The impact of indie authors on the genre of fantasy has been mixed. There has been a huge flowering of wonderful, well drawn tales in vivid and beautiful worlds. Conversely, there has been a large influx of wannabe-Tolkiens who don't bother to get to know their characters, or have their books edited properly, and who don't think that the rules of grammar and readability apply to them. What these authors need to understand is that word of mouth is still a powerful tool for driving sales. I always recommend the works that moved me, and widened my horizons. I do not recommend the books that were stinkers.

I want to thank Thomas A. Knight for having me as his guest today. His book 'The Time Weaver' is one of my current reads, and I must say I enjoyed it immensely. It is a wonderful adventure set in an alternate world, and is a very creditable first novel. I am a confirmed fan!

I assure you, I didn't pay her to say those wonderful things about me or my book, but I appreciate it.

Thank you, everyone, for joining me on this 29 day journey through the heart of my favourite genre. Tomorrow I bring you another phenominal indie author who gives us a lesson on incorporating reality into fantasy. Trust me, you don't want to miss this!

Thanks for reading!

I'm always interested in hearing what you have to say. Contact Me, I'd love to hear from you.

Don't forget to join in on the conversation in the comments section below.

6 Comments(1 Pending Approval):

By Dean Lappi on Wed 1 Feb 2012 09:12:55 am [ Reply ] Hi Thomas. A great post, and I love your concept of 29 days of fantasy. Best wishes to you. Kind regards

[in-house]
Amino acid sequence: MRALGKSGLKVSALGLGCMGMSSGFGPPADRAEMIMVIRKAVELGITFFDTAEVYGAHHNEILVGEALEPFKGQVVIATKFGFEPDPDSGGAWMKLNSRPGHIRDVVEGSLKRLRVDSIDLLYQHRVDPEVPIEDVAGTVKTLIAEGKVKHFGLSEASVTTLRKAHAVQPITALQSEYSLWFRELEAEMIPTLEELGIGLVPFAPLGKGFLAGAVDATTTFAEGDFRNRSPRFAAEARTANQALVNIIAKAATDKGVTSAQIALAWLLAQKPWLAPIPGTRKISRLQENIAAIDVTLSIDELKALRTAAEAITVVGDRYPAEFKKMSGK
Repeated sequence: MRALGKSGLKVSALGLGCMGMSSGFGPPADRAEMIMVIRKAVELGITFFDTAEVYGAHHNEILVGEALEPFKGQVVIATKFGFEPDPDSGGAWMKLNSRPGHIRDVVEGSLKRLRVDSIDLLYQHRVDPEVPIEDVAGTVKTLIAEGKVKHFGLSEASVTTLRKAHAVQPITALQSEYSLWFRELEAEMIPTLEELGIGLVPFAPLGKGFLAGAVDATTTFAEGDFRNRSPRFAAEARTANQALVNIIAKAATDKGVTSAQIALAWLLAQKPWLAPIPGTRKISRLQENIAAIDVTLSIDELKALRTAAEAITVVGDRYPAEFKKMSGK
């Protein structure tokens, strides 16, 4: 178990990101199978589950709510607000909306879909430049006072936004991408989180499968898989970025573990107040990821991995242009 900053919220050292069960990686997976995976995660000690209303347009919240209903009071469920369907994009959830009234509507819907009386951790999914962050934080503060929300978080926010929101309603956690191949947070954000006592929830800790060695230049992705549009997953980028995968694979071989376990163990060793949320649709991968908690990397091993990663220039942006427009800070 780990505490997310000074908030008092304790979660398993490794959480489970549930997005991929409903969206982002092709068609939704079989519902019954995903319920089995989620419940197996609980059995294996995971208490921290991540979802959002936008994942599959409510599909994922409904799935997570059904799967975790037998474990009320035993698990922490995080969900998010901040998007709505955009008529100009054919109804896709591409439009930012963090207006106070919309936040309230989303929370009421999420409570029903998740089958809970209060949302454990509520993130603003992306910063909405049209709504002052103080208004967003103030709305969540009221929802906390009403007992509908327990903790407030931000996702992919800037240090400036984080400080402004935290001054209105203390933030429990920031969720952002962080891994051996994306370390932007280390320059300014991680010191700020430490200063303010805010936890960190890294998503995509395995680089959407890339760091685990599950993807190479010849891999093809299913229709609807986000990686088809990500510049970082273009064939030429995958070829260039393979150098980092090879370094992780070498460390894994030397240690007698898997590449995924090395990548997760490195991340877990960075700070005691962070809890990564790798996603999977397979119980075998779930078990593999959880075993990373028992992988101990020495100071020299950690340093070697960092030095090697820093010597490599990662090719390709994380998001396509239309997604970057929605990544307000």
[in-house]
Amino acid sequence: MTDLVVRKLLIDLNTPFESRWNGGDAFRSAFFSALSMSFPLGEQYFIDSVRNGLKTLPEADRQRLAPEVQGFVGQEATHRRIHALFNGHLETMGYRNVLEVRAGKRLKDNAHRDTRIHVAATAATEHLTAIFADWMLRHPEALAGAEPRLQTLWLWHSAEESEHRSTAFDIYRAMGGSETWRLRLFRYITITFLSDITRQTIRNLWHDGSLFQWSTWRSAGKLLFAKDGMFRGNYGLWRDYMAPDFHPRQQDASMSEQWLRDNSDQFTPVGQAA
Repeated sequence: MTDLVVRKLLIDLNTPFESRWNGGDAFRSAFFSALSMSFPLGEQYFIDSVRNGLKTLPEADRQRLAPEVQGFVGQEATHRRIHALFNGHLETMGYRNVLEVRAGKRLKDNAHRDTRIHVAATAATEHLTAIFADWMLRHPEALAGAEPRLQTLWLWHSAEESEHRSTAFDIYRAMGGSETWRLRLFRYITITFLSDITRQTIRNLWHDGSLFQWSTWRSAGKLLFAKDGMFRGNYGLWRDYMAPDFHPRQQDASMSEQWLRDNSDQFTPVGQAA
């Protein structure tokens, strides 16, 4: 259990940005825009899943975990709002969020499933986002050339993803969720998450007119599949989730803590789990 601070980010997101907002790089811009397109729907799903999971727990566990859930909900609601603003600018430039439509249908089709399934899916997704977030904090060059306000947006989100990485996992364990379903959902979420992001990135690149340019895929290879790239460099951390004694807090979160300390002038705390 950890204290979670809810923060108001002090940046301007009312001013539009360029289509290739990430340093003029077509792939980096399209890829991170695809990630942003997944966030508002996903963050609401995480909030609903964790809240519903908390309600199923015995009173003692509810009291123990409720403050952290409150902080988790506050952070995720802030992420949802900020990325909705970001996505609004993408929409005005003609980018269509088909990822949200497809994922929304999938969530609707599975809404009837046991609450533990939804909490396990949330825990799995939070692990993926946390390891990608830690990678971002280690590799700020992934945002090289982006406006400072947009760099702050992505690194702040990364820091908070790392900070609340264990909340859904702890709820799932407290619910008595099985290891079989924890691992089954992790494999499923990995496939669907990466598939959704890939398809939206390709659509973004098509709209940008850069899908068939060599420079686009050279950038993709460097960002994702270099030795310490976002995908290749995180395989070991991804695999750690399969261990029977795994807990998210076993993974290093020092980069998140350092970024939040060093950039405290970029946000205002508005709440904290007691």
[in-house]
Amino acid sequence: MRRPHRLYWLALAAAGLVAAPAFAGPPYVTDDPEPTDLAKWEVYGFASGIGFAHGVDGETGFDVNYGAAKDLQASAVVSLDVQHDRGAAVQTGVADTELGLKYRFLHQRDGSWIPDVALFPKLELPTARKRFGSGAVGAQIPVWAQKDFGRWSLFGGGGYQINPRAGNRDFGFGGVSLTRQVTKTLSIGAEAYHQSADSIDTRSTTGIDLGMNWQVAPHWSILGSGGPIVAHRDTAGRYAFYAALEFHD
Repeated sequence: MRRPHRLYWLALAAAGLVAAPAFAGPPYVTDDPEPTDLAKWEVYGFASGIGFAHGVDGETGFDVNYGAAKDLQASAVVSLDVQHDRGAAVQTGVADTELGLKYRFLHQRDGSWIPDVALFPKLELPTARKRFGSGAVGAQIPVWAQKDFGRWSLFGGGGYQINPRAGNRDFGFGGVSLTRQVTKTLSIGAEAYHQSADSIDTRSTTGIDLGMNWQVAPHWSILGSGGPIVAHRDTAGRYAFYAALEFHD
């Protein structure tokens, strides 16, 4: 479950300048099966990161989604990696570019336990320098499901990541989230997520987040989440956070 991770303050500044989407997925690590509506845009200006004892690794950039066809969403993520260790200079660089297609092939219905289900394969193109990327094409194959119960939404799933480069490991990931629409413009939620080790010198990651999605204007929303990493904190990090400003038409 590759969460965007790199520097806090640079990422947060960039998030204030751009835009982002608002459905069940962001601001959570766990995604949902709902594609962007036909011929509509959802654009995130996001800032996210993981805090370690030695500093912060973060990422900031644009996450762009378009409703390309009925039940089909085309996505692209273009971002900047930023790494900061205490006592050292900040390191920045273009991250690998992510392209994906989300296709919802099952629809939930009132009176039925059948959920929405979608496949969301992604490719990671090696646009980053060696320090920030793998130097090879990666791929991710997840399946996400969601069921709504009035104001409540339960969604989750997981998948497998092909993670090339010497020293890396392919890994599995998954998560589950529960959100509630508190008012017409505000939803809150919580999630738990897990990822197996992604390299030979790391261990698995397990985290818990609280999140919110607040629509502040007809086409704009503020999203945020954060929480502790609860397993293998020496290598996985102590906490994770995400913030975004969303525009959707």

By AE Marling on Wed 1 Feb 2012 11:02:02 am [ Reply ] I too see the positive impact of Indie authors on the industry. Not only do we offer readers more content, but we keep the established authors honest with more competition. If they try to rely only on their name to sell books, they will fall behind the stellar Indie authors. Think of us as hell hounds stalking the woods, waiting for the least sign of weakness to strike.

Or maybe that's just me.

By Thomas A. Knight on Wed 1 Feb 2012 01:04:17 pm [ Reply ] Hey Dean! Thanks for dropping by. :)

AE Marling: That's one way of looking at it. I don't see it really as a competition. I just want people to read and enjoy my book. :)

By Ciara Ballintyne on Wed 1 Feb 2012 08:50:53 pm [ Reply ] I agree that indie publishing has been a huge influx of creativity where previously this may have been stifled by large publishing houses. Unfortunately, I also agree with you that there has been a 'large influx of wannabe-Tolkiens who don't bother to get to know their characters, or have their books edited properly, and who don't think that the rules of grammar and readability apply to them.

The economics are different in Australia where a paperback costs $22 and a hardback $50. From that stance, $11 for a well-known author is still half the price what I'd pay in the shops and I'd rather spend that $11 on something I'm reasonably certain I will enjoy than on 3 or 4 books I probably won't.

These days I really only read indie by recommendation after too many books that were, not to put too fine a point on, just crap (none of them were by the indie authors you have mentioned by name, btw).

The indie revolution can be an amazing thing but unfortunately the people who don't care, don't work hard enough at their craft, or just don't recognise they're not ready to publish, are making it hard to find the good indie authors. A lamentable situation and I one I wish I could find a solution for so it would be easier for me to enjoy these new and inovative voices in fantasy.

By Pame on Fri 3 Feb 2012 10:21:22 pm [ Reply ] Great opening day post by Connie J Jasperson! I look forward to reading about all 29 topics. Thanks for sharing all month, Thomas.

By Norv on Mon 13 Feb 2012 05:00:24 am [ Reply ] Very instructive and interesting overview. Thank you for taking the time to write it down and share it!